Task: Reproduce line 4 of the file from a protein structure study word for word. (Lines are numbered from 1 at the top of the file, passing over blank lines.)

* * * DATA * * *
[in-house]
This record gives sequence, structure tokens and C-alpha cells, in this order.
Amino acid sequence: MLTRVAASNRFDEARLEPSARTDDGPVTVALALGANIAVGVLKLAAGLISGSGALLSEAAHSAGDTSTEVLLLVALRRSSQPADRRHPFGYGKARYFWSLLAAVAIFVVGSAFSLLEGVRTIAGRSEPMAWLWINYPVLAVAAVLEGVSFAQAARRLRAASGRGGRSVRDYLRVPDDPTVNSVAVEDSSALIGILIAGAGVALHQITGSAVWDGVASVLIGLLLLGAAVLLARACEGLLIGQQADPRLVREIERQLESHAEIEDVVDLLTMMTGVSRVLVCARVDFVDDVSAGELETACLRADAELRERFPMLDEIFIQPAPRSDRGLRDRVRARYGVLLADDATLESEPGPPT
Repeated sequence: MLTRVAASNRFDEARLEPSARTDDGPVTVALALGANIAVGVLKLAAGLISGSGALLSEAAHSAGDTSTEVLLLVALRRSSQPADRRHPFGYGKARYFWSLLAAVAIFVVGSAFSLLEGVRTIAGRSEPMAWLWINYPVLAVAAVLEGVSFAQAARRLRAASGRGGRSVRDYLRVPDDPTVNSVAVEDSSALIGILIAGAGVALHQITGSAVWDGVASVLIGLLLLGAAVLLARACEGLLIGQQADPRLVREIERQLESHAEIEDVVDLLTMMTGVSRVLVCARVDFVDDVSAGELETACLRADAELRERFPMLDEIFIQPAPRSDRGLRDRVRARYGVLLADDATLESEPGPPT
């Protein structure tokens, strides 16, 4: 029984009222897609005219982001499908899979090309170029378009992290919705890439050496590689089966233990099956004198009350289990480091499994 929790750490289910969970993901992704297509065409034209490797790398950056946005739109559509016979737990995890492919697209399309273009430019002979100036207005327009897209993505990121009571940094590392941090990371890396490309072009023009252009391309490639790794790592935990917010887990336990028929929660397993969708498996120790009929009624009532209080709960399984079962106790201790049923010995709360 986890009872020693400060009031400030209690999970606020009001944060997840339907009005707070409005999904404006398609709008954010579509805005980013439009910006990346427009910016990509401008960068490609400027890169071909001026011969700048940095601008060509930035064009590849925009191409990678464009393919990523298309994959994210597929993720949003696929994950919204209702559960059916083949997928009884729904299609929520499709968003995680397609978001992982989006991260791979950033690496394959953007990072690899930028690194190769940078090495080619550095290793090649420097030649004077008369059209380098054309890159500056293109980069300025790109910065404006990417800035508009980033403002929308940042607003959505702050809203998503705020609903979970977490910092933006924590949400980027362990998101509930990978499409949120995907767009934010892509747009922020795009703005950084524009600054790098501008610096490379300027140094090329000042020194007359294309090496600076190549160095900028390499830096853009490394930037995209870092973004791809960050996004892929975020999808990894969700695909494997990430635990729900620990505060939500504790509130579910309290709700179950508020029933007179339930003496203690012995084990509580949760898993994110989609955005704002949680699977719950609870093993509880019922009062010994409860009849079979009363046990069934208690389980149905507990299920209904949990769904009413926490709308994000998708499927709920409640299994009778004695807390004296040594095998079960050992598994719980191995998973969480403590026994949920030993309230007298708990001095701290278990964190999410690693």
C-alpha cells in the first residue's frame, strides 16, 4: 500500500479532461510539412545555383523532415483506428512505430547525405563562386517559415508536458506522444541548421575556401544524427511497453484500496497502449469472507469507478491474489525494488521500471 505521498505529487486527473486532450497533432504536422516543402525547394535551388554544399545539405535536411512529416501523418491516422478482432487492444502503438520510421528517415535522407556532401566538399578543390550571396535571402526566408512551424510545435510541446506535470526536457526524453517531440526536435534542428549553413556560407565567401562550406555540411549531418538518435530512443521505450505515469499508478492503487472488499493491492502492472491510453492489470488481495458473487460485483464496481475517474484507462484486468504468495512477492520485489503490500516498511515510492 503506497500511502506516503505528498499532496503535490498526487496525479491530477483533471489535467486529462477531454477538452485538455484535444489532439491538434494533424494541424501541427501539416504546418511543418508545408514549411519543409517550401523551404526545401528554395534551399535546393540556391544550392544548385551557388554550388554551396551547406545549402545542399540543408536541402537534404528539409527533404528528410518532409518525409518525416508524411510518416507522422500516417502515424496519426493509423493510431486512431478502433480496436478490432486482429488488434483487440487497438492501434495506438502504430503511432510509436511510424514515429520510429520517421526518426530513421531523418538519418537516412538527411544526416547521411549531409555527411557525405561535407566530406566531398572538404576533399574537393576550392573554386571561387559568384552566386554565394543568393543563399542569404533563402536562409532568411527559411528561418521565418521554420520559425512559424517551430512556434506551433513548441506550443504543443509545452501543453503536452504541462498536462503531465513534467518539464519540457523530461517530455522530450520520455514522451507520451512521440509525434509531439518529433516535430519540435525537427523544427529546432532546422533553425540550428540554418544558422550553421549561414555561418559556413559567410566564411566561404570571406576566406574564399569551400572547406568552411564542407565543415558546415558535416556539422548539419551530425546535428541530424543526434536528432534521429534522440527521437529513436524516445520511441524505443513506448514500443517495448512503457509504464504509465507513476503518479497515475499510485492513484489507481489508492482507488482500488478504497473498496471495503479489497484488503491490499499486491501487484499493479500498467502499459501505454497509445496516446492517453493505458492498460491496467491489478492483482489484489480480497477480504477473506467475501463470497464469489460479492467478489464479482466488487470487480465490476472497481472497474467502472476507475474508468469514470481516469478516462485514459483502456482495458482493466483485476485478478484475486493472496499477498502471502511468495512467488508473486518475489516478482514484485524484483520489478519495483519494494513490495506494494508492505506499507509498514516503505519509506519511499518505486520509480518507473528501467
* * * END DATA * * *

Repeated sequence: MLTRVAASNRFDEARLEPSARTDDGPVTVALALGANIAVGVLKLAAGLISGSGALLSEAAHSAGDTSTEVLLLVALRRSSQPADRRHPFGYGKARYFWSLLAAVAIFVVGSAFSLLEGVRTIAGRSEPMAWLWINYPVLAVAAVLEGVSFAQAARRLRAASGRGGRSVRDYLRVPDDPTVNSVAVEDSSALIGILIAGAGVALHQITGSAVWDGVASVLIGLLLLGAAVLLARACEGLLIGQQADPRLVREIERQLESHAEIEDVVDLLTMMTGVSRVLVCARVDFVDDVSAGELETACLRADAELRERFPMLDEIFIQPAPRSDRGLRDRVRARYGVLLADDATLESEPGPPT